Jason King

My hazy memories of childhood in the 1980s are a jumble of contrasts. On one hand, there's the grim, gray dread of existential threats: nuclear brinkmanship, acid rain, mounting AIDS infections and trickle-down economics. But Day-Glo '80s pop culture — everything from fluorescent shoelaces to loose-jointed breakdancing to Prince albums and wacky films like Berry Gordy's The Last Dragon — offered me escapist relief from the encroachment of peril. Annus horribilis 2020 is just as full of contrasts.

Over the last decade, ghosts have become an increasingly present part of live music, with holographic recreations of Tupac, Michael Jackson and opera great Maria Callas all appearing in concert. Whitney Houston's estate is taking the trend to the next level; starting Feb. 25, the late pop superstar will embark on a hologram tour of Europe.

Legendary R&B singers often have their own iconic signatures — those nifty vocal tricks and embellishments that help distinguish them from the pack. Think of James Brown's high-pitched scream, Ron Isley's tempered "well, well, well," or Luther Vandross' fluttering riff, ascending the musical scale.

The late, great Aretha Franklin delivered world-class soul ballads like "Ain't No Way" that plumbed the depths of romantic experience and made it feel as if your heart had been squeezed dry like a defeated sponge. Her brazen self-determination anthems, including "Think" and "Respect," were electrically-charged lightning bolts of funk that emblematized the movement politics of the turbulent 1960s and '70s. The Queen of Soul was a goosebumps-generating singer capable of making weighty music about loss and love and the vicissitudes of life.

She could also be a bit of a hoot.

2016 has been an unexpectedly gloomy year for musical genius. I've written before that the domino-like deaths of David Bowie, Maurice White, Prince, Bernie Worrell and a host of other beloved musical icons suggests that the high level of creative excellence inaugurated in the late 1960s and '70s by musicians like The Beatles and Jimi Hendrix may be on the wane. But even if old-school mavericks are leaving us quicker than we'd like, you can't easily overlook the rise of a new generation of boundary-pushing musicians with commanding technical chops like Robert Glasper and Esperanza Spalding.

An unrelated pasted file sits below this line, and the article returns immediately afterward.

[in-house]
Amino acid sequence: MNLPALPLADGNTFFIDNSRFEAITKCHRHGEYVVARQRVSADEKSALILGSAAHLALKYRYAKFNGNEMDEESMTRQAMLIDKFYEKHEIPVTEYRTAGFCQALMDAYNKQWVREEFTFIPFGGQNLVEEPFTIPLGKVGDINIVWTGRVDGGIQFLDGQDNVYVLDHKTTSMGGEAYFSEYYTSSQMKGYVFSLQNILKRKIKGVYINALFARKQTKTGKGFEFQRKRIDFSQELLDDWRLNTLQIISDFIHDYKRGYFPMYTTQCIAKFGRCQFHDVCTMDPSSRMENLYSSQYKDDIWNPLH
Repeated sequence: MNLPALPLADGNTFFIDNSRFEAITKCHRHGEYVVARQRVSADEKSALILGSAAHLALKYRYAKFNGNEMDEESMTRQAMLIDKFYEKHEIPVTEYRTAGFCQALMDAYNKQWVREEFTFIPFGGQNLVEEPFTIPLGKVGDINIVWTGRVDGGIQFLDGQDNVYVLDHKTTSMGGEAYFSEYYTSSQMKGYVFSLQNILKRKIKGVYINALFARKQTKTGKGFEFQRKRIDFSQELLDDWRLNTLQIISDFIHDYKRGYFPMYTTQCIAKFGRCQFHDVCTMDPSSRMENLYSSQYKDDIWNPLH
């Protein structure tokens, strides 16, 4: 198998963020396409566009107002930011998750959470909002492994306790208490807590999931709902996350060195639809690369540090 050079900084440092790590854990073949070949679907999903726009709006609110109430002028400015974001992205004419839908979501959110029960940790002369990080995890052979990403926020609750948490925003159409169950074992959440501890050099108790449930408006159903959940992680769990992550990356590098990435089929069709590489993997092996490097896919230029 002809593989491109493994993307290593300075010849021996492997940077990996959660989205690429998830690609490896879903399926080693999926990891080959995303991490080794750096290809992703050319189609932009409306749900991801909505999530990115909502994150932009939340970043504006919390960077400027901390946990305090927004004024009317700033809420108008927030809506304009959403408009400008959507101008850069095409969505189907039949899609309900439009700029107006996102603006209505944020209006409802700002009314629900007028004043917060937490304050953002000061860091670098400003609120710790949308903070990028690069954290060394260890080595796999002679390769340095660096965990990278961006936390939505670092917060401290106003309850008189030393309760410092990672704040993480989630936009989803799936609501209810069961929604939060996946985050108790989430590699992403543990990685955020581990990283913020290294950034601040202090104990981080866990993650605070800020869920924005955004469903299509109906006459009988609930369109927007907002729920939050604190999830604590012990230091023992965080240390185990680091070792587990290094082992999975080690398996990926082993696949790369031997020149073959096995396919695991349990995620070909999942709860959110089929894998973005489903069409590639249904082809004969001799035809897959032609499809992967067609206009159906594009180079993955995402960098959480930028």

Something tells me that 300 or maybe even 3,000 years from now — if we still have breathable air and if we haven't relocated to Mars, and if super-intelligent robots haven't colonized us Matrix-style — we'll still be trying our best to dissect and parse out the überfunky, hyper-synaptic, wildly eccentric, crazy-magical boho black genius of Prince Rogers Nelson. The Minneapolis maestro died at age 57 on Thursday from causes that have yet to be clarified at this time.

All that is solid melts in the presence of funk. Maurice White — the prolific songwriter, singer, producer, arranger, bandleader, organizer and conceptualist at the helm of multi-platinum act Earth, Wind & Fire who transitioned on Thursday at 74 after a 25-year struggle with Parkinson's Disease — gifted us with years of optimistic, exuberant music that could instantly evaporate your frown into thin air.

All rhythm & blues is protest music — at least, that's one way of looking at it. The blues was the haunting soundtrack of newly-freed post-civil-war African-Americans trekking into big cities for work, while putrid Jim Crow laws served as a slap-in-the-face reminder that America was far from the land of the free. And the hammer-like rhythms of R&B were, by the mid-1940s, an erotic, underground revolt against the stifling sterility and monochromatic conformism of overground post WWII life.

The inimitable Rick James' birthday was Feb. 1. To ride out his month we brought back our temporary takeover of "I'll Take You There," the 24/7 R&B and soul channel from NPR Music. Curated and hosted by Jason King of the Clive Davis Institute of Recorded Music at New York University, the playlist runs the gamut from the genre's origins in the 1940s to today's slow jam stunners — except when we're wall to wall Rick James.